Organigram of the RKK


Many artists chose to remain in the German Reich, but withdrew from public life—and as a result of this, frequently moved to the countryside. Otto Dix moved to Hemmenhofen near Lake Constance in 1936. One year later, 260 of his works were removed from public collections in the course of the action “Entartete Kunst” (Degenerate Art) and in part defamed at the exhibition of the same name in Munich. In spite of this discreditation, Dix remained a member of the Reichskammer der bildenden Künste. He exhibited to a modest extent and produced commissioned works.

The censorship by the National Socialists, however, influenced the contents of Dix’s works, since he had been known during the Weimar Republic for his socio-critical pictures. Between 1933 and 1945, landscapes became the dominant motif in his pictures. With this choice of motif, Dix was possibly attempting to avoid an occupational ban. At the same time, the landscape offered him a thematic framework in which he was able to reflect on and question his new life circumstances.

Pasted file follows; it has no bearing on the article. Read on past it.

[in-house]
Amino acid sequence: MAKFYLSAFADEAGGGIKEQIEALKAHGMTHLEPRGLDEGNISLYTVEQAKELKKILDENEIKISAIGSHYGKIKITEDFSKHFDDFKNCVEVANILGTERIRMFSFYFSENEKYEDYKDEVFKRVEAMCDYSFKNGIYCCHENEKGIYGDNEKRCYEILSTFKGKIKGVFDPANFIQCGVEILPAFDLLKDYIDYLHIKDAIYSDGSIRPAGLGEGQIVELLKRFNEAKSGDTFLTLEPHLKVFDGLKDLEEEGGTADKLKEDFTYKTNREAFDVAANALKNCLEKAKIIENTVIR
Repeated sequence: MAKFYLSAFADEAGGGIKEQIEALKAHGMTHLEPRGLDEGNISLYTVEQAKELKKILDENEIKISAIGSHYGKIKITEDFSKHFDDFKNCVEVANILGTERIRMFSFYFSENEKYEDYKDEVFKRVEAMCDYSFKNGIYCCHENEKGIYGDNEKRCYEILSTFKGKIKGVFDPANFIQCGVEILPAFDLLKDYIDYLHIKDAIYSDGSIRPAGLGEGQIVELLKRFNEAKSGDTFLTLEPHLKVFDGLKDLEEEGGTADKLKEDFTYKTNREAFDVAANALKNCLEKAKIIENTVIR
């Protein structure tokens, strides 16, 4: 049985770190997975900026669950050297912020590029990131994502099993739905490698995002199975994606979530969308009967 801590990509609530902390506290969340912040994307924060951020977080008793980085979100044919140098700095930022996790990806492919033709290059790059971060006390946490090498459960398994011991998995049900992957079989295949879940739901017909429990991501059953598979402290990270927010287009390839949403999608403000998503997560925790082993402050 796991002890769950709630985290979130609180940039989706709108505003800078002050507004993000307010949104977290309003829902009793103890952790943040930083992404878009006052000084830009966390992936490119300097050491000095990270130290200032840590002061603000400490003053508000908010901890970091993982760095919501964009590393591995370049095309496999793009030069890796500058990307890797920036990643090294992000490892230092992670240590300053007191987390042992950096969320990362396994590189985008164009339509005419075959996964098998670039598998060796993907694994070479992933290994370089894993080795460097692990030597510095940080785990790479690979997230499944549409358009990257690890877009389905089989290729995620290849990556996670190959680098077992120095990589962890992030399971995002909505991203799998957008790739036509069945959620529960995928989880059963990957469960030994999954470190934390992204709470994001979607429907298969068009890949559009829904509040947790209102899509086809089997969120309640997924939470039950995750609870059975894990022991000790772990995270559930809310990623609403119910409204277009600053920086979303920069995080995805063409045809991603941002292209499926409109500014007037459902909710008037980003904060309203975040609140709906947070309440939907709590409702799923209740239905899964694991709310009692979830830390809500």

The painting "Gloomy Landscape", which is dominated by a desolate atmosphere, reproduces morbid, terrifying natural elements and dramatic light conditions, and thus conveys unease. However, it does not depict solely a fiction, but instead also shows similarities to the landscape near Lake Constance—Otto Dix’s new home. At the same time, his interest in the expressive-seeming landscape pictures of Albrecht Altdorfer (ca. 1480–1538) as well as the painting of German Romanticism are also reflected in this work.